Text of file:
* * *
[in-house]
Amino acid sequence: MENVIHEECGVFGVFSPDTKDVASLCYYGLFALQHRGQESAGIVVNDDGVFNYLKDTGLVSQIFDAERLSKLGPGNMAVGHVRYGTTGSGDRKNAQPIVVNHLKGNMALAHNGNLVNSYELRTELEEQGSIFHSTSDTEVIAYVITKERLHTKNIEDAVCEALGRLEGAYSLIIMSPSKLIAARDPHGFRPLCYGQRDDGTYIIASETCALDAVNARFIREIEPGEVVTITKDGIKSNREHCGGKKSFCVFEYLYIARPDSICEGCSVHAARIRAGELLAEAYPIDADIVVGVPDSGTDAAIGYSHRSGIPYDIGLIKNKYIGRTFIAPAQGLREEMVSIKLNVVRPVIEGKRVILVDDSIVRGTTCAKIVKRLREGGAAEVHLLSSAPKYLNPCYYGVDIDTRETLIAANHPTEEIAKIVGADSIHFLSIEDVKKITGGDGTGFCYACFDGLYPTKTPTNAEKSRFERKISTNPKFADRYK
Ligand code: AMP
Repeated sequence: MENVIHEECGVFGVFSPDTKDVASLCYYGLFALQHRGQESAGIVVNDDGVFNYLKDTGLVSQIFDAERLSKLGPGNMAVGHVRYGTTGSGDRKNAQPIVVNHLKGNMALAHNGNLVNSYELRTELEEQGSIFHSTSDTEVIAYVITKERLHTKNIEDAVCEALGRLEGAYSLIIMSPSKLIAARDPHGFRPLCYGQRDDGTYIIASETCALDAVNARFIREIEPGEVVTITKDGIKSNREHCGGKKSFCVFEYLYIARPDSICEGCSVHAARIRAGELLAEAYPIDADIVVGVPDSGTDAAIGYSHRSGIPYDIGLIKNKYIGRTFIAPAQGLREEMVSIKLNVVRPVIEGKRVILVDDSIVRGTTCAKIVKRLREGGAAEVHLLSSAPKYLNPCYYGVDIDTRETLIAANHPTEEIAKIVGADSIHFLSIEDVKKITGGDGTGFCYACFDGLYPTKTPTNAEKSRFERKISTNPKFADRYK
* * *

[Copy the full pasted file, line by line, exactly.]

[in-house]
Amino acid sequence: MENVIHEECGVFGVFSPDTKDVASLCYYGLFALQHRGQESAGIVVNDDGVFNYLKDTGLVSQIFDAERLSKLGPGNMAVGHVRYGTTGSGDRKNAQPIVVNHLKGNMALAHNGNLVNSYELRTELEEQGSIFHSTSDTEVIAYVITKERLHTKNIEDAVCEALGRLEGAYSLIIMSPSKLIAARDPHGFRPLCYGQRDDGTYIIASETCALDAVNARFIREIEPGEVVTITKDGIKSNREHCGGKKSFCVFEYLYIARPDSICEGCSVHAARIRAGELLAEAYPIDADIVVGVPDSGTDAAIGYSHRSGIPYDIGLIKNKYIGRTFIAPAQGLREEMVSIKLNVVRPVIEGKRVILVDDSIVRGTTCAKIVKRLREGGAAEVHLLSSAPKYLNPCYYGVDIDTRETLIAANHPTEEIAKIVGADSIHFLSIEDVKKITGGDGTGFCYACFDGLYPTKTPTNAEKSRFERKISTNPKFADRYK
Ligand code: AMP
Repeated sequence: MENVIHEECGVFGVFSPDTKDVASLCYYGLFALQHRGQESAGIVVNDDGVFNYLKDTGLVSQIFDAERLSKLGPGNMAVGHVRYGTTGSGDRKNAQPIVVNHLKGNMALAHNGNLVNSYELRTELEEQGSIFHSTSDTEVIAYVITKERLHTKNIEDAVCEALGRLEGAYSLIIMSPSKLIAARDPHGFRPLCYGQRDDGTYIIASETCALDAVNARFIREIEPGEVVTITKDGIKSNREHCGGKKSFCVFEYLYIARPDSICEGCSVHAARIRAGELLAEAYPIDADIVVGVPDSGTDAAIGYSHRSGIPYDIGLIKNKYIGRTFIAPAQGLREEMVSIKLNVVRPVIEGKRVILVDDSIVRGTTCAKIVKRLREGGAAEVHLLSSAPKYLNPCYYGVDIDTRETLIAANHPTEEIAKIVGADSIHFLSIEDVKKITGGDGTGFCYACFDGLYPTKTPTNAEKSRFERKISTNPKFADRYK